Liverpool have won the Premier League – the first time they have triumphed in the English top flight since 1990, and their first time ever since the Premier League began. And it was powered by crucial players from Africa.
Here is how they contributed:
The Egyptian striker has been a cult hero at Anfield from his first season in 2017. Given he had not been that impressive for Chelsea in a previous spell in the Premier League, it had not been expected that he would be as astonishingly prolific as he turned out to be.
But in his first season, he scored 32 goals in 36 Premier League games. They finished 4th but made it to the Champions League Final against Real Madrid – only for Salah to be injured by a forceful challenge from Sergio Ramos.
It was clear that if Liverpool were going to end their 30-year wait to win the title, Salah would be a key part of it – and so it has proved.
The second-top scorer this season with 17, Salah got the crucial second in the absolutely critical 3-1 win over Manchester City in November.
It had been defeat to City in the previous season that had cost Liverpool the title that time around. This time, Salah’s header was the moment that put the Reds in a position from which they were never going to lose.
Salah also scored the opener in a 2-0 win against West Ham United in January – a win which meant the team had, for the first time in their history, beaten every team in the top flight in a season.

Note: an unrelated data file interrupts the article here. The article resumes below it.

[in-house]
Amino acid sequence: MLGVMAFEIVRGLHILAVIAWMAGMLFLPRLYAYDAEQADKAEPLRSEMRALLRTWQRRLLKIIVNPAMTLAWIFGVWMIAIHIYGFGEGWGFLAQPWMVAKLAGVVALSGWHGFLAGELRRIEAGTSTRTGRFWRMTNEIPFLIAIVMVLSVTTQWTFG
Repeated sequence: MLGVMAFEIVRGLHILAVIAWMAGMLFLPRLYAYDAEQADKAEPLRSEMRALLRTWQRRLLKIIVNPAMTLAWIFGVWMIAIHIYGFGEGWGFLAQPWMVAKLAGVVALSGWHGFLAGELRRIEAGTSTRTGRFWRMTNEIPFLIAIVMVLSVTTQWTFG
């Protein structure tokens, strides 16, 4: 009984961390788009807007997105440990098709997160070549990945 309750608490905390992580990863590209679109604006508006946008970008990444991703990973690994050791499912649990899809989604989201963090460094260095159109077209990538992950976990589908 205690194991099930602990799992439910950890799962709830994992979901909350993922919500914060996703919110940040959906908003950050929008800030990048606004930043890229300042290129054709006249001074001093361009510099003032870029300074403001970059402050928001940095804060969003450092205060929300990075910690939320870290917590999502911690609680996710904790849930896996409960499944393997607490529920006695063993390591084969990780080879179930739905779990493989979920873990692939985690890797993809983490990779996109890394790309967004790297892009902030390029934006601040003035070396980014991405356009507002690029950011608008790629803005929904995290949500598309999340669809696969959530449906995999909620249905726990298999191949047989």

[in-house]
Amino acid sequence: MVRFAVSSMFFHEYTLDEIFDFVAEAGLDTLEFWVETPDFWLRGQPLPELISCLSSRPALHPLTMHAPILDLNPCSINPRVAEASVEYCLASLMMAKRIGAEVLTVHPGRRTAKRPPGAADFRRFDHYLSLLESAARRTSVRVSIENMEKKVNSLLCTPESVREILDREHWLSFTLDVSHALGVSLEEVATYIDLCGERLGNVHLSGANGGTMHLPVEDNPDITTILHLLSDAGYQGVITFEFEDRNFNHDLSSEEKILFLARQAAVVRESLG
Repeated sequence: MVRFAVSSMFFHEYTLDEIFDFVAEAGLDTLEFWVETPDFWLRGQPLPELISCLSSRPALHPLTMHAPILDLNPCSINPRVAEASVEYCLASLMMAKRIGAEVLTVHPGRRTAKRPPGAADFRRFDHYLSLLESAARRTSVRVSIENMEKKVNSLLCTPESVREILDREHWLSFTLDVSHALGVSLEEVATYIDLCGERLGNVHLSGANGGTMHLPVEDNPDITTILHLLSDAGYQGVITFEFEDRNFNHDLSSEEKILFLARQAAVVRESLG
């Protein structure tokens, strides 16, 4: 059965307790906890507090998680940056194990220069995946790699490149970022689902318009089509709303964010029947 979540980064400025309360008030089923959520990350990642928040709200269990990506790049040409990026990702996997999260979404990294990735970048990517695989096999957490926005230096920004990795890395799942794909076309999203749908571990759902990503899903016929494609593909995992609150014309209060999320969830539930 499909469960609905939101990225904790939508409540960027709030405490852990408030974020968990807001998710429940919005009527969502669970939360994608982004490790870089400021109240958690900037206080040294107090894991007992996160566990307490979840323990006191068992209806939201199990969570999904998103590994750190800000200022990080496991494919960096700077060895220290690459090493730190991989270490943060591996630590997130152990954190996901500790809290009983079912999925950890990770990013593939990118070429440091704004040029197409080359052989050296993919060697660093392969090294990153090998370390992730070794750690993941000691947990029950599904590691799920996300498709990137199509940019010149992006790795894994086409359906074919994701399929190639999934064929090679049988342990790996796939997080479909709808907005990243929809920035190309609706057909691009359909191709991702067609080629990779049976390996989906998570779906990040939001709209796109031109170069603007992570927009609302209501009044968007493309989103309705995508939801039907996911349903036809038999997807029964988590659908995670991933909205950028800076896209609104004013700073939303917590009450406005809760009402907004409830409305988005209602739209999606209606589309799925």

Such was the impact Salah had in his first season at Anfield, it was easy to overlook the contribution that his Senegalese strike partner had had.
But in the two subsequent seasons, Mane has proved himself just as important as the iconic Egyptian.
It was Mane who got the third in that Manchester City victory – at that point, the 16th he had scored at Anfield in 2019 – five minutes in the the second half, seeing the ball fumbled by Claudio Bravo and gleefully wheeling away.
But it was a couple of games before that, against Aston Villa on 2 November, that Mane played perhaps his most pivotal role.
At 1-0 down with five minutes to go and facing the first defeat of the season, Mane crossed for Andy Robertson to head in and get an equaliser.
The momentum was with Liverpool and Mane now, and as heartbroken Villa tried to see the game out and get at least a point, Mane got his head on a 94th-minute cross – and Liverpool’s winning run continued.
The Guinean midfielder only scored once for Liverpool in the league, in a routine 3-0 win over Bournemouth, and mostly had a role as a squad player in 2019/20.
But he did make a decisive contribution to their overall success this season – which in its own way enabled their Premier League triumph.
In December, Liverpool went to play in the Club World Cup in Qatar – splitting their squad in two so that they could also play in a domestic cup game.
Jurgen Klopp was keen to utilise his squad and spare the first team players as much as possible, whilst still targeting the Club World Cup trophy. So Keita came into the side – and played a pivotal role.
He scored against Monterrey in the semi-final and then played 100 minutes in the heat of the final against Flamengo, eventually being substituted in extra time.
The Cameroon defender has been another squad player for Liverpool – who have sought as much as possible to stick to the centre-back pairing of Virgil van Dyke and the flourishing young talent of Joe Gomez.
With further competition from Dejan Lovren, Matip has found his chances limited – but still played nine times for the Reds overall, and got the opening goal in an early-season 3-1 win over Arsenal that exposed the gulf in quality between the two sides.
Of course Origi actually plays for Belgium – but his father Mike was a Kenya international so he makes the list anyway.
Just before the season began, Origi signed a new long-term contract with Liverpool. Featuring mostly as a substitute, he still popped up with a couple of critical goals – including two against Everton in the first Merseyside derby as Liverpool romped to a 5-2 win.